Calculating “Net Carbs” In following my low-carb, high-fat (LCHF) diet, I’ve always been guided by the concept of “net carbs.” This is the notion that carbohydrates from fiber don’t get used by the body to raise blood glucose levels, so therefore fiber content can be subtracted from total carbs. What’s left, the net carbs, are what the LCHF dieter counts and pays attention to. Or so I have believed. I’ve lost weight by keeping my net carb intake to around 30 – 35 grams per day. For instance, for the past five weeks, I’ve averaged a daily intake of 45 grams of total carbs, including 15 grams of fiber. That’s 30 net carbs per day. I’ve lost weight eating that way — a little over a pound a week on average in that 5-week span. And I’ve done it without feeling hungry, “hangry,” or deprived. Along Comes “Keto Clarity” The net-carbs concept seemed clear, logical and uncontroversial to me, so I was surprised when I read a contrary opinion by a respected physician, author and researcher — Dr. Eric C. Westman of Duke University — in Keto Clarity, a book he co-wrote with well-know blogger and podcaster Jimmy Moore. Let me say first that it’s an excellent book. Moore appears to have written most of it in his trademarked enthusiastic and personable style. Westman contributes numerous “Doctor’s Note” sidebars. I read the book this past winter, and it had a lot to do with my low-carb diet reboot — and with the reboot of this blog. I found Keto Clarity to be an inspiration and an eye-opener. The focus, as the title suggests, is on achieving and maintaining a state of nutritional ketosis, in which your body mostly uses ketones for fuel (as opposed to glucose). Without getting into all the technical details here, when you achieve ketosis, Continue reading >>

20 Decadent Chocolate Keto Desserts Under 6 Net Carbs!

20 Decadent Chocolate Keto Desserts Under 6 Net Carbs!

Here are 20 of the most decadent chocolate keto desserts for low carb diets. These delicious sugar-free desserts are also gluten-free and 6 net carbs and under! Decadent Chocolate Keto Desserts! Choosing a low carb ketogenic lifestyle helps many gain blood sugar control, reduce insulin levels, lose weight and journey towards optimum health. It’s a lot of work to count carbs, watch macros and source healthy food and recipes. After all of the effort it would be a shame to undo any progress with a chocolate craving! These decadent chocolate keto desserts will help keep you on track. Low carb desserts are rich and satisfying. This list includes some of the best sugar-free chocolate desserts around. Not only are they delicious, they are guilt-free. While all of the desserts listed below are gluten-free, they are not necessarily nut-free. They are, however, higher in nutrition than traditional treats and very low in sugar. And because each of these delicious chocolate keto desserts is between 1 – 6 net carbs, you can indulge in the occasional treat! 20 Decadent Chocolate Keto Desserts Under 6 Net Carbs! Deliciously dark, nutty and so intensely chocolaty you’ll want the moment to last forever. – Sugar Free Londoner An easy keto hazelnut truffles recipe made from sugar free milk chocolate, heavy cream, and toasted hazelnuts. – Low Carb Maven Creamy chocolate fudge with a dreamy layer of coconut. This fudge is reminiscent of what used to be one of my favorite candy bars. – My Montana Kitchen The perfect guilt-free and decadent treat for the holidays. – Simply So Healthy Silky smooth, sinfully rich, and so simple to make! They’re the perfect low carb keto chocolate dessert. – Low Carb Maven For serious chocolate lovers only. It’s perfect with a good cup of cof Continue reading >>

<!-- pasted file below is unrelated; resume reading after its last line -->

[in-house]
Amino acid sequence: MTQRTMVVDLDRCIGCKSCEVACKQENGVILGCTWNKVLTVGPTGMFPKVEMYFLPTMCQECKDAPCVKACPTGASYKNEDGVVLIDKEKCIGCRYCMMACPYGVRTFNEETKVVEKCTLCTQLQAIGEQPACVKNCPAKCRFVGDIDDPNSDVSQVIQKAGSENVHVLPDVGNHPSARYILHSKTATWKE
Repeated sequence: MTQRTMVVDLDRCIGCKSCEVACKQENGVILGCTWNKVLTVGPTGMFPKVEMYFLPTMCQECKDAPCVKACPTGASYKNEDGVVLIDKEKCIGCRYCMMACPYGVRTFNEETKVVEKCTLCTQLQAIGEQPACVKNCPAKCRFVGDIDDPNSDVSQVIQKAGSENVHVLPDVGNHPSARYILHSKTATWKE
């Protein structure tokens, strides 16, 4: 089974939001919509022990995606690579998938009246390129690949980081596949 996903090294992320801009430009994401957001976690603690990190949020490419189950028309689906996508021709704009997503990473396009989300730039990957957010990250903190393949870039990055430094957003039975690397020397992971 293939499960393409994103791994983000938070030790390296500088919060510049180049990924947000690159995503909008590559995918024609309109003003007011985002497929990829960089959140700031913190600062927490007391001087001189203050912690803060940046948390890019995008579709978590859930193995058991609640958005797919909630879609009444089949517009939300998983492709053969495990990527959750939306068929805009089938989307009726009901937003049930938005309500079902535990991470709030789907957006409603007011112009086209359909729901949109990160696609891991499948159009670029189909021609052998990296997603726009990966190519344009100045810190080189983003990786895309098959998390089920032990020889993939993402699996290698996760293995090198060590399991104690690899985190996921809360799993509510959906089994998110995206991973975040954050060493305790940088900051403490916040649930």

Net Carb Keto Food List

Net Carb Keto Food List

Here you will find a lengthy, searchable list of hundreds of foods, with its NET CARB value. This will help you in knowing the carbs that impact your blood sugar. Use this when totaling your carb allocation for the day. Source: I do not own this list. The original source is here. All credits go to the owner of this list, as it’s an amazing amount of data which I feel my visitors would benefit from reading. CLICK HERE TO PRINT EXCEL FILE VERSION Search: NET CARBS FOOD LIST Serving Size Grams of Net carbs MEAT & SEAFOOD All seafood, red meat, white meat and organ meats are acceptable, but beware of: • The carb content of some shellfish and seafood. • Foods bulked out with rusk (flour) like sausage, “chicken shapes”, hot dogs and economy burgers • Anything coated in breadcrumbs or batter • Meats that come covered in sugary glazes or pre-packaged with starchy sauces • Meats cured with sugar/honey Seafood Serving Size Grams of Net carbs Raw Shrimp 1/4 lb 5 Squid 1/4 lb 9 Imitation Crab 1 oz 4.6 SALAD & VEGETABLES Serving Size Grams of Net carbs Alfalfa sprouts ½ cup 0.2 Artichoke hearts, marinated 4 pieces 2 Artichoke hearts, canned 1 heart 1 Arugula 1 cup 0.4 Avocado, Haas ½ fruit 1.8 Beans: green, snap, string, wax ½ cup, raw 2.1 Bok choy (pak choi) 1 cup, raw 0.4 Boston/Bibb lettuce 1 cup, raw 0.8 Broccoli florets ½ cup 0.8 Cabbage, green, red, savoy ½ cup, shredded 1.1 Cauliflower florets ½ cup 1.4 Celery 1 stalk 0.8 Celery root (celeriac) ½ cup, grated 3.5 Chicory greens ½ cup 0.1 Chinese cabbage ½ cup, shredded 0 Chives 1 tablespoon 0.1 Cucumber ½ cup, sliced 1 Daikon radish ½ cup 1 Endive ½ cup 0.4 Escarole ½ cup 0.1 Fennel ½ cup 1.8 Greens, mixed 1 cup 0.4 Iceberg lettuce 1 cup 0.2 Jicama ½ cup 2.5 Loose-leaf lettuce 1 cup 1 Mesclun 1 c Continue reading >>